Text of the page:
Marc Marschark

Recognizing Diversity in Deaf Education: From Paris to Athens with a Diversion to Milan—How far have we come?

Recognizing Diversity in Deaf Education: The Road from Athens

Education of the deaf has a proud heritage with regard to scholarship and professional education.  This is perhaps best exemplified by the longevity of the International Congress on Education of the Deaf (ICED). The ICED was first held in 1878 and has been held continuously ever since. The history of professional discourse at this conference, however, reveals a continuing competition between perspectives on deafness and wide differences of opinion about the nature of best practice in the education of deaf and hard of hearing children that has been of questionable benefit to the field. Often, unfortunately, the discourse has centered on “obvious” solutions to the persistent educational challenges that are faced by children who are deaf or hard of hearing and has sought to describe a One True Path to better academic outcomes for all learners. All too frequently, the solutions that have been proffered have lacked an evidence base or, at best, have been examined only for a particular subgroup of learners or those in a particular educational setting. This is in spite of the long-accepted recognition that, as a group, people who are deaf or hard of hearing are extremely diverse in regard to their learning needs.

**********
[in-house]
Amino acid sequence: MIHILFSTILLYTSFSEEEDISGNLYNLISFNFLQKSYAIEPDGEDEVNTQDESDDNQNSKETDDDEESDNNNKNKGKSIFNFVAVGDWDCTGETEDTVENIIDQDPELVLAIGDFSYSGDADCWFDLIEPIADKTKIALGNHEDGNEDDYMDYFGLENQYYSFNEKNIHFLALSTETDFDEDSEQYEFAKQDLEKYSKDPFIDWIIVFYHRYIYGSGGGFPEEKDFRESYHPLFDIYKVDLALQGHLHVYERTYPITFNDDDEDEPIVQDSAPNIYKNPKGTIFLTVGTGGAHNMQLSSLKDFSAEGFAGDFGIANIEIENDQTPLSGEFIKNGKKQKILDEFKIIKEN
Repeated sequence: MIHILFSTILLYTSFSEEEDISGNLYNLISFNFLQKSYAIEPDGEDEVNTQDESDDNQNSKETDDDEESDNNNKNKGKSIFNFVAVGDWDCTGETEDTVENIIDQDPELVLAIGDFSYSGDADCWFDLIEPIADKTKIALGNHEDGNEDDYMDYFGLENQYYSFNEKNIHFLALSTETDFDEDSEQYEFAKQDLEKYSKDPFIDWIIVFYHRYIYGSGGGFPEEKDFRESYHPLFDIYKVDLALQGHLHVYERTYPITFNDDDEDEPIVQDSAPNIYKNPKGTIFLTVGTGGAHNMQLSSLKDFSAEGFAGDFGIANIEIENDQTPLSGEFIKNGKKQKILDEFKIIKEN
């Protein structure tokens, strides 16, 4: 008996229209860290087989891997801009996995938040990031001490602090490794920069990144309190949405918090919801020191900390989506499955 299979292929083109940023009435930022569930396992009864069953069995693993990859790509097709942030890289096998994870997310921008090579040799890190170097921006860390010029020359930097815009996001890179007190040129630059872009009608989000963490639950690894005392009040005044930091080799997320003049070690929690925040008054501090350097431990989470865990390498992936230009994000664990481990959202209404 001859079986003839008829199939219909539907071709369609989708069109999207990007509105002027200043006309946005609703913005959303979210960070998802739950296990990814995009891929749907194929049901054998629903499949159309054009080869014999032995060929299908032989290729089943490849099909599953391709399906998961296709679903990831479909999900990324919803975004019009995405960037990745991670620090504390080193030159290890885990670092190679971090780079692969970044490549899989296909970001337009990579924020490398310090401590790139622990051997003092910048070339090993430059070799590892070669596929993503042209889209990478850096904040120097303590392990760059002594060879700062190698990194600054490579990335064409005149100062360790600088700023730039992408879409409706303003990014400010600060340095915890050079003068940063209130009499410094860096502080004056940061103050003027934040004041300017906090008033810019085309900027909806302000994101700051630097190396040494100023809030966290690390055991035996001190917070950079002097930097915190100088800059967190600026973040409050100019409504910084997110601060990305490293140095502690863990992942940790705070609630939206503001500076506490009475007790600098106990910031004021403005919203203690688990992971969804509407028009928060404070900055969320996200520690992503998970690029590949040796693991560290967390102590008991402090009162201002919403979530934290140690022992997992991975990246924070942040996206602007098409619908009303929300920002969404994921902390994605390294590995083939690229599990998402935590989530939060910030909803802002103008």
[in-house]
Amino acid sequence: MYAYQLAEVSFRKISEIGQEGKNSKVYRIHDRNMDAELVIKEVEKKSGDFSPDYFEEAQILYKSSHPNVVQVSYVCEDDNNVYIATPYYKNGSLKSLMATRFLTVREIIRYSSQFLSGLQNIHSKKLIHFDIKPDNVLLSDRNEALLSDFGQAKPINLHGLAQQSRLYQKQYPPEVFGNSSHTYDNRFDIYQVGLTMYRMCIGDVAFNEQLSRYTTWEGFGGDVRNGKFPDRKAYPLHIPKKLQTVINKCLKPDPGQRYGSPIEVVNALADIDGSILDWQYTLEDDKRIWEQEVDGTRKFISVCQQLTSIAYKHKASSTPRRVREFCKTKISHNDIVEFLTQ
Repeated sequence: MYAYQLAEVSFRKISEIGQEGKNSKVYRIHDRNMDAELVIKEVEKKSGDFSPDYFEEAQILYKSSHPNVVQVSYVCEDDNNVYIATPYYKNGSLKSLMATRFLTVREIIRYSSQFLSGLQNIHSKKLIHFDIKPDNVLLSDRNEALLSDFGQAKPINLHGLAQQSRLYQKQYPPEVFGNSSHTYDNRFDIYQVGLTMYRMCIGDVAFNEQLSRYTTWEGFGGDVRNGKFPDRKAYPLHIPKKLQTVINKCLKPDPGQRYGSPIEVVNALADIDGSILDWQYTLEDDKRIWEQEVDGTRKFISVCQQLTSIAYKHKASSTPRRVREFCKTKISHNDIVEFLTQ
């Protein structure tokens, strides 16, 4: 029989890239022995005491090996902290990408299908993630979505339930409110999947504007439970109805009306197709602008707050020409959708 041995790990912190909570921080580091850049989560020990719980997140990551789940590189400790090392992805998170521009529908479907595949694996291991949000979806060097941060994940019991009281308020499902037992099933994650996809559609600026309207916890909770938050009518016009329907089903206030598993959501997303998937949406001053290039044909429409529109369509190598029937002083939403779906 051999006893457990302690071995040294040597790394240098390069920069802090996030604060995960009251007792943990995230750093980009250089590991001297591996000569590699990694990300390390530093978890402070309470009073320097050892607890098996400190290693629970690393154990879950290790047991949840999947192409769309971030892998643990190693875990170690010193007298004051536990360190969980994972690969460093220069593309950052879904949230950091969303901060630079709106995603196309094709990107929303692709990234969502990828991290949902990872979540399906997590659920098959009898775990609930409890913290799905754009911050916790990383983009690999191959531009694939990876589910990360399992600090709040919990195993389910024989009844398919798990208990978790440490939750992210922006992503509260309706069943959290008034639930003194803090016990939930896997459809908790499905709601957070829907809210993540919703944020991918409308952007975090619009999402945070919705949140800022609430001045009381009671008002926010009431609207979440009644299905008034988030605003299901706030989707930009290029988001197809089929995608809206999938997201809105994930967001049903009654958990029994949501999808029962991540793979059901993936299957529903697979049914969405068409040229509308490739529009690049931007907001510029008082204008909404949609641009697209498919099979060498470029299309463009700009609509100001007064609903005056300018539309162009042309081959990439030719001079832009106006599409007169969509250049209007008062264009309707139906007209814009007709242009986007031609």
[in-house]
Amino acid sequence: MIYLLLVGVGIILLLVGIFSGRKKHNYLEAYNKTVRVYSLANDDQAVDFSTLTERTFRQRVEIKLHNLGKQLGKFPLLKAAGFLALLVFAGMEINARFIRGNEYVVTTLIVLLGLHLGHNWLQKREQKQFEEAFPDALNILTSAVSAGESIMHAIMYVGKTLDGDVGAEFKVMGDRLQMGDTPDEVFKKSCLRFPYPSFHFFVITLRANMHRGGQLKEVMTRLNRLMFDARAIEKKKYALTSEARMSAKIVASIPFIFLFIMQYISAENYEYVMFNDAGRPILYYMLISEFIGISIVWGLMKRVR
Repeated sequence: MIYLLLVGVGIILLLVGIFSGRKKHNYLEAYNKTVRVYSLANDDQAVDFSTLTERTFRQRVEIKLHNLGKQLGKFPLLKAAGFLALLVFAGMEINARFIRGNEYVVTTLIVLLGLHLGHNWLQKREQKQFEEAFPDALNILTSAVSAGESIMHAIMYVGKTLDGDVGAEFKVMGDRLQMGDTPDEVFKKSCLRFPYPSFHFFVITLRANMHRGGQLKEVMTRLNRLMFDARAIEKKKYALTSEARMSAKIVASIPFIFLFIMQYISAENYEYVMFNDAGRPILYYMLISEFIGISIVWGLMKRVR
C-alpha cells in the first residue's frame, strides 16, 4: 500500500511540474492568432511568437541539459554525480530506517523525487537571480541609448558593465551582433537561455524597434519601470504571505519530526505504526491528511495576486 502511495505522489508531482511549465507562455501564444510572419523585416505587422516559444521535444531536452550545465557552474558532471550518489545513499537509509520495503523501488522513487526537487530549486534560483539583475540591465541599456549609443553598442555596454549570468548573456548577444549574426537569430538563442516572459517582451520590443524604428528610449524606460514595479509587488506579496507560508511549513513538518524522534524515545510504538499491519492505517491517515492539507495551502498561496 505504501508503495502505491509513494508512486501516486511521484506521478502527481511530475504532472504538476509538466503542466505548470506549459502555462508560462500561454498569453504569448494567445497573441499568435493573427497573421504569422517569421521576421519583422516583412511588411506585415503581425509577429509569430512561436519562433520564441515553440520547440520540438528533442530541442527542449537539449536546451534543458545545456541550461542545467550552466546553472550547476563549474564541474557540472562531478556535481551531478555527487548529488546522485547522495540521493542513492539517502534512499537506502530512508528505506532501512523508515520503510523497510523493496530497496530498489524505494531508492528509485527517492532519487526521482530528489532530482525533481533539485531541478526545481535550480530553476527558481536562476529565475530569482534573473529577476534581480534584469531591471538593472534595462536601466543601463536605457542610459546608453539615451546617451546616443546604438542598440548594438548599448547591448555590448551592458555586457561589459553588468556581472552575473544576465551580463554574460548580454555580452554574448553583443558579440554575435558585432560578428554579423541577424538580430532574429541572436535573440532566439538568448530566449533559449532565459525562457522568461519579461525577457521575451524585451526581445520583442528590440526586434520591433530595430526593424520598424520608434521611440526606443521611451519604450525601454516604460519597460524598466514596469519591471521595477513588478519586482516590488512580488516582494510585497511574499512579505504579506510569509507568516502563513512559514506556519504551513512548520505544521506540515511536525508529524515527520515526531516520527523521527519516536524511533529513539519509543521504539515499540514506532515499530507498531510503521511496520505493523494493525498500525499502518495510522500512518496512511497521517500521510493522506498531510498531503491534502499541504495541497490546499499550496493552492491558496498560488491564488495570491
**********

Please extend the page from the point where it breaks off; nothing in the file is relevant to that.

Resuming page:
Across two presentations we seek to examine the context of education for learners who are deaf or hard of hearing in 2015—where the field has been, where it is headed, and paths not taken—emphasizing why, after more than 135 years of scholarly discussion and debate, the field of education the deaf should recognize that a one-size-fits-all approach to communication, school setting, or socio-cultural environment simply cannot be appropriate for all learners. In doing so, we seek to highlight  why the pursuit of a One True Path approach by many stakeholders in deaf education continues to make the field  appear dysfunctional to policymakers, teachers, parents, and people who are deaf or hard hearing.



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